- Wuhan (the city where the virus originated) is the largest city in Central China, with a population of over 11 million people. The city, on January 23, shut down transport links. Following Wuhan lock down, the city of Huanggang was also placed in quarantine, and the city of Ezhou closed its train stations. This means than 18 million people have been placed in isolation. The World Health Organization (WHO) said cutting off a city as large as Wuhan is “unprecedented in public health history.” and praised China for its incredible commitment to isolate the virus and minimize the spread to other countries.
How dangerous is the virus?
There are three parameters to understand in order to assess the magnitude of the risk posed by this novel coronavirus:
- Transmission Rate (Ro) – number of newly infected people from a single case
- Case Fatality Rate (CFR) – percent of cases that result in death
- Determine whether asymptomatic transmission is possible
How contagious is the Wuhan Coronavirus? (Ro)
The attack rate or transmissibility (how rapidly the disease spreads) of a virus is indicated by its reproductive number (Ro, pronounced R-nought or r-zero), which represents the average number of people to which a single infected person will transmit the virus.
WHO’s estimated (on Jan. 23) Ro to be between 1.4 and 2.5. 
Other studies have estimated a Ro between 3.6 and 4.0, and between 2.24 to 3.58. .
An outbreak with a reproductive number of below 1 will gradually disappear.
For comparison, the Ro for the common flu is 1.3 and for SARS it was 2.0.
Fatality Rate (case fatality ratio or CFR) of the Wuhan Coronavirus
See full details: Coronavirus Fatality Rate
The novel coronavirus’ case fatality rate has been estimated at around 2%, in the WHO press conference held on January 29, 2020  . However, it noted that, without knowing how many were infected, it was too early to be able to put a percentage on the mortality rate figure.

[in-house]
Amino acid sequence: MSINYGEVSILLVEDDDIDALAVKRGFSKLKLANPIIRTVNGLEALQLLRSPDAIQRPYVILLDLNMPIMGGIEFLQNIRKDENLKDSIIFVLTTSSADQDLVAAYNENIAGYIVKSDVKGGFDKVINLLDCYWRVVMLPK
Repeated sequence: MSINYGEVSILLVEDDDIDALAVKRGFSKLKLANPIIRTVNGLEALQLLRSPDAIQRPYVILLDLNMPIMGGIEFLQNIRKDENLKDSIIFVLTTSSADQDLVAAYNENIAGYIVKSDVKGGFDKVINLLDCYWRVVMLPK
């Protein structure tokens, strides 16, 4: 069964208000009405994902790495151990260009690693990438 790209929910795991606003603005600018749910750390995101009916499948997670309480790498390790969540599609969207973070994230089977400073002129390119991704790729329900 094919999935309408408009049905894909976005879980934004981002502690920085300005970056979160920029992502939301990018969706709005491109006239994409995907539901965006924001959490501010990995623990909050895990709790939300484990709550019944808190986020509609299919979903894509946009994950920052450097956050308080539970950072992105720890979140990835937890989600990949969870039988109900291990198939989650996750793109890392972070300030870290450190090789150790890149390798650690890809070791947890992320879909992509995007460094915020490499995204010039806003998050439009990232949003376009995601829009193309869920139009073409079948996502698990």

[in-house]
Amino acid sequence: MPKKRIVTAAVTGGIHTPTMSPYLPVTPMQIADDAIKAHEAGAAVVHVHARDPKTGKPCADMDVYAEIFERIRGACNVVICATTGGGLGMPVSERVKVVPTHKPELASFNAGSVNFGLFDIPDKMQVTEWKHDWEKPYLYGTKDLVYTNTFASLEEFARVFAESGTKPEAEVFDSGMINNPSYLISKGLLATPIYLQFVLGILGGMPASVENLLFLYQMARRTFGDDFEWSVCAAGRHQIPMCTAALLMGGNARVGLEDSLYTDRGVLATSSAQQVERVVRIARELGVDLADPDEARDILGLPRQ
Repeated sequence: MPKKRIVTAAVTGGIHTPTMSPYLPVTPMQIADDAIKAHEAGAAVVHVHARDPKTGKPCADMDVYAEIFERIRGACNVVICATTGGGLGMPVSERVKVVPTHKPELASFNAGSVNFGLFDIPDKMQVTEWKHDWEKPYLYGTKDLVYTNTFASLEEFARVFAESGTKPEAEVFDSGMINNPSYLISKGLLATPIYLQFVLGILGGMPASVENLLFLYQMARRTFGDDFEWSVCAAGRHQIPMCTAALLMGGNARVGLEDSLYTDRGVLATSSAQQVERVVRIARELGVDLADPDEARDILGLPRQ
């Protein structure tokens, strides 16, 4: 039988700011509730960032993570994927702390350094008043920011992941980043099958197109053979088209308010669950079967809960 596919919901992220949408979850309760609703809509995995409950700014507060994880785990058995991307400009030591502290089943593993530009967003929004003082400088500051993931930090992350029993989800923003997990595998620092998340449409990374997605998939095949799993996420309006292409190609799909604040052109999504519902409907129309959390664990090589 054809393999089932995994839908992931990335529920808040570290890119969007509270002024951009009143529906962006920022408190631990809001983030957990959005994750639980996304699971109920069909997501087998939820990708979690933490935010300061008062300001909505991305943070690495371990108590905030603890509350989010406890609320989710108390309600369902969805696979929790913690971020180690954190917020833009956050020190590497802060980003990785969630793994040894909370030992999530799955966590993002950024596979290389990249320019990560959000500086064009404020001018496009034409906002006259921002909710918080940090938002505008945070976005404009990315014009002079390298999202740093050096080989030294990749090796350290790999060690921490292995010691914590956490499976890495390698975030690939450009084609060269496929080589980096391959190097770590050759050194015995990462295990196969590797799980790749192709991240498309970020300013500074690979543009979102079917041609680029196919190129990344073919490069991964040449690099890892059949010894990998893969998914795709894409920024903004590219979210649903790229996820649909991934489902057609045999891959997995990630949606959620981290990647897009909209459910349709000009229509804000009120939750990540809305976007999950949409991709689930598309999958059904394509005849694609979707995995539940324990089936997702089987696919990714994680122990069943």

A prior estimate  had put that number at 3%.
Fatality rate can change as a virus can mutate, according to epidemiologists.
For comparison, the case fatality rate for SARS was 10%, and for MERS 34%.
Incubation Period (how long it takes for symptoms to appear)
See full details: COVID-19 Coronavirus Incubation Period
Symptoms of COVID-19 may appear in as few as 2 days or as long as 14 (estimated ranges vary from 2-10 days, 2-14 days, and 10-14 days, see details), during which the virus is contagious but the patient does not display any symptom (asymptomatic transmission).
Age and conditions of Coronavirus cases
See latest findings: Age, Sex, Demographics of COVID-19 Cases and Deaths
According to early estimates by China’s National Health Commission (NHC), about 80% of those who died were over the age of 60 and 75% of them had pre-existing health conditions such as cardiovascular diseases and diabetes.
According to the WHO Situation Report no. 7 issued on Jan. 27:
- The median age of cases detected outside of China is 45 years, ranging from 2 to 74 years.
- 71% of cases were male.